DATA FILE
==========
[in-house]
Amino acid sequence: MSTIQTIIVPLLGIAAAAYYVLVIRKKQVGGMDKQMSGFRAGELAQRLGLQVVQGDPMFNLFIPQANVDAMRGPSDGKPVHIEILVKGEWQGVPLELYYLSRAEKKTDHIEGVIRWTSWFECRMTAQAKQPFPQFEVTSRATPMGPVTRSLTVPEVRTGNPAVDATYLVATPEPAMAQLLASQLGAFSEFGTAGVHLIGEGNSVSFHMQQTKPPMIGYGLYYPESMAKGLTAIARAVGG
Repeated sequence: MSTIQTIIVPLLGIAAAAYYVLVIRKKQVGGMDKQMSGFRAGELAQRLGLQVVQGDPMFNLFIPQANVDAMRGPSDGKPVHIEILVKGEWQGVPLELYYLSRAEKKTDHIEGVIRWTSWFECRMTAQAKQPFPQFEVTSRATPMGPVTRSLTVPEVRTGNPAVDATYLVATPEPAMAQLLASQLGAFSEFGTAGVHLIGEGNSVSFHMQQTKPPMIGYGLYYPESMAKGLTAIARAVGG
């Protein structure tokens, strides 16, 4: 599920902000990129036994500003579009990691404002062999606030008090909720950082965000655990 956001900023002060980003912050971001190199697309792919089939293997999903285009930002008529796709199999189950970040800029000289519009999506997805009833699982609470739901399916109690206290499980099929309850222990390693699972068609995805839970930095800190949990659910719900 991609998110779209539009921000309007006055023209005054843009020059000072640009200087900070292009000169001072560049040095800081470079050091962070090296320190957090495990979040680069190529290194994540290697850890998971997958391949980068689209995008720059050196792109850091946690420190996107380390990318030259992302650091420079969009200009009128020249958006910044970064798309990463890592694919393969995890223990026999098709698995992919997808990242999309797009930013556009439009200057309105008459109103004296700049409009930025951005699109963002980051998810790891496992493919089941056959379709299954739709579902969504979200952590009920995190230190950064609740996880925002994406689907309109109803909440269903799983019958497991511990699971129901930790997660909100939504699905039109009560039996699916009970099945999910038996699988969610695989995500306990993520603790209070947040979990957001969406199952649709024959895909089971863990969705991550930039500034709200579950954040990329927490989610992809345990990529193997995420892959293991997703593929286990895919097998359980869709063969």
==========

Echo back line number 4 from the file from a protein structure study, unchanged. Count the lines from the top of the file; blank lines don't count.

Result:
């Protein structure tokens, strides 16, 4: 599920902000990129036994500003579009990691404002062999606030008090909720950082965000655990 956001900023002060980003912050971001190199697309792919089939293997999903285009930002008529796709199999189950970040800029000289519009999506997805009833699982609470739901399916109690206290499980099929309850222990390693699972068609995805839970930095800190949990659910719900 991609998110779209539009921000309007006055023209005054843009020059000072640009200087900070292009000169001072560049040095800081470079050091962070090296320190957090495990979040680069190529290194994540290697850890998971997958391949980068689209995008720059050196792109850091946690420190996107380390990318030259992302650091420079969009200009009128020249958006910044970064798309990463890592694919393969995890223990026999098709698995992919997808990242999309797009930013556009439009200057309105008459109103004296700049409009930025951005699109963002980051998810790891496992493919089941056959379709299954739709579902969504979200952590009920995190230190950064609740996880925002994406689907309109109803909440269903799983019958497991511990699971129901930790997660909100939504699905039109009560039996699916009970099945999910038996699988969610695989995500306990993520603790209070947040979990957001969406199952649709024959895909089971863990969705991550930039500034709200579950954040990329927490989610992809345990990529193997995420892959293991997703593929286990895919097998359980869709063969």